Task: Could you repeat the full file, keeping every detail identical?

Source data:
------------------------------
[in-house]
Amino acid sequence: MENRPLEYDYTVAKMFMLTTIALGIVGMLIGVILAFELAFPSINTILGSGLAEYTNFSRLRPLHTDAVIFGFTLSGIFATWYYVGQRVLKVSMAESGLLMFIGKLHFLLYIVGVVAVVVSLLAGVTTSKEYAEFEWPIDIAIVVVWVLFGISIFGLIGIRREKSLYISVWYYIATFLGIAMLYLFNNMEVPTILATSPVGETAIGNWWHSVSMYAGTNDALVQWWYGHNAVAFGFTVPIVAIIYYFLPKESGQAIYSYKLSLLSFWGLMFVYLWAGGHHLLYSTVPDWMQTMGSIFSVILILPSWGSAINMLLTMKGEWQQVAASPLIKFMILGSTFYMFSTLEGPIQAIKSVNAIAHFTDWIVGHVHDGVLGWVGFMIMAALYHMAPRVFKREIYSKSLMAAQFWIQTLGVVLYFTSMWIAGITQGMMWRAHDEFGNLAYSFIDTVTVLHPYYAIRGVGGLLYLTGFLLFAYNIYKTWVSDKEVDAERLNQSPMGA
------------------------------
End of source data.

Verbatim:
[in-house]
Amino acid sequence: MENRPLEYDYTVAKMFMLTTIALGIVGMLIGVILAFELAFPSINTILGSGLAEYTNFSRLRPLHTDAVIFGFTLSGIFATWYYVGQRVLKVSMAESGLLMFIGKLHFLLYIVGVVAVVVSLLAGVTTSKEYAEFEWPIDIAIVVVWVLFGISIFGLIGIRREKSLYISVWYYIATFLGIAMLYLFNNMEVPTILATSPVGETAIGNWWHSVSMYAGTNDALVQWWYGHNAVAFGFTVPIVAIIYYFLPKESGQAIYSYKLSLLSFWGLMFVYLWAGGHHLLYSTVPDWMQTMGSIFSVILILPSWGSAINMLLTMKGEWQQVAASPLIKFMILGSTFYMFSTLEGPIQAIKSVNAIAHFTDWIVGHVHDGVLGWVGFMIMAALYHMAPRVFKREIYSKSLMAAQFWIQTLGVVLYFTSMWIAGITQGMMWRAHDEFGNLAYSFIDTVTVLHPYYAIRGVGGLLYLTGFLLFAYNIYKTWVSDKEVDAERLNQSPMGA